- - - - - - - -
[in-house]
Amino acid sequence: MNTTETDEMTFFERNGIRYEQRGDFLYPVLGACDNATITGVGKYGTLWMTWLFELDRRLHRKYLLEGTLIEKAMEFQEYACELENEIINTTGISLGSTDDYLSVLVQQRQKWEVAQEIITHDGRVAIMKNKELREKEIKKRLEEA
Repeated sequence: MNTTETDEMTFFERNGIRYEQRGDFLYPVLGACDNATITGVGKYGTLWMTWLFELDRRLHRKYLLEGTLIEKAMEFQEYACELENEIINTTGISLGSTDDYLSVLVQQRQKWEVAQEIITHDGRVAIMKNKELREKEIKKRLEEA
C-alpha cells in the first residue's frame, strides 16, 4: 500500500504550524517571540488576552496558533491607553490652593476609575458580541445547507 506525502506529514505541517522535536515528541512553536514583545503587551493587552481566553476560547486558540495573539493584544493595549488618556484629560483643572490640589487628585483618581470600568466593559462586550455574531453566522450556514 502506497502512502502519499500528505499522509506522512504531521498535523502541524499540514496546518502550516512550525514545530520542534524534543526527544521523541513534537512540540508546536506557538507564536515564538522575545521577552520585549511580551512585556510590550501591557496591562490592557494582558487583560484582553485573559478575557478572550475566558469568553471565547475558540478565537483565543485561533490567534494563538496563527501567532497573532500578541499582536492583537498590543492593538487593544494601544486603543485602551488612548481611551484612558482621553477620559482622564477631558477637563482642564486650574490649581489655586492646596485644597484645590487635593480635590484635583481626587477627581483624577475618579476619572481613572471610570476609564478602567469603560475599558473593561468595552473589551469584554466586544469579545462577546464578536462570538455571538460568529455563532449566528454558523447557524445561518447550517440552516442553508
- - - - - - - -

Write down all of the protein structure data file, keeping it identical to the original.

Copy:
[in-house]
Amino acid sequence: MNTTETDEMTFFERNGIRYEQRGDFLYPVLGACDNATITGVGKYGTLWMTWLFELDRRLHRKYLLEGTLIEKAMEFQEYACELENEIINTTGISLGSTDDYLSVLVQQRQKWEVAQEIITHDGRVAIMKNKELREKEIKKRLEEA
Repeated sequence: MNTTETDEMTFFERNGIRYEQRGDFLYPVLGACDNATITGVGKYGTLWMTWLFELDRRLHRKYLLEGTLIEKAMEFQEYACELENEIINTTGISLGSTDDYLSVLVQQRQKWEVAQEIITHDGRVAIMKNKELREKEIKKRLEEA
C-alpha cells in the first residue's frame, strides 16, 4: 500500500504550524517571540488576552496558533491607553490652593476609575458580541445547507 506525502506529514505541517522535536515528541512553536514583545503587551493587552481566553476560547486558540495573539493584544493595549488618556484629560483643572490640589487628585483618581470600568466593559462586550455574531453566522450556514 502506497502512502502519499500528505499522509506522512504531521498535523502541524499540514496546518502550516512550525514545530520542534524534543526527544521523541513534537512540540508546536506557538507564536515564538522575545521577552520585549511580551512585556510590550501591557496591562490592557494582558487583560484582553485573559478575557478572550475566558469568553471565547475558540478565537483565543485561533490567534494563538496563527501567532497573532500578541499582536492583537498590543492593538487593544494601544486603543485602551488612548481611551484612558482621553477620559482622564477631558477637563482642564486650574490649581489655586492646596485644597484645590487635593480635590484635583481626587477627581483624577475618579476619572481613572471610570476609564478602567469603560475599558473593561468595552473589551469584554466586544469579545462577546464578536462570538455571538460568529455563532449566528454558523447557524445561518447550517440552516442553508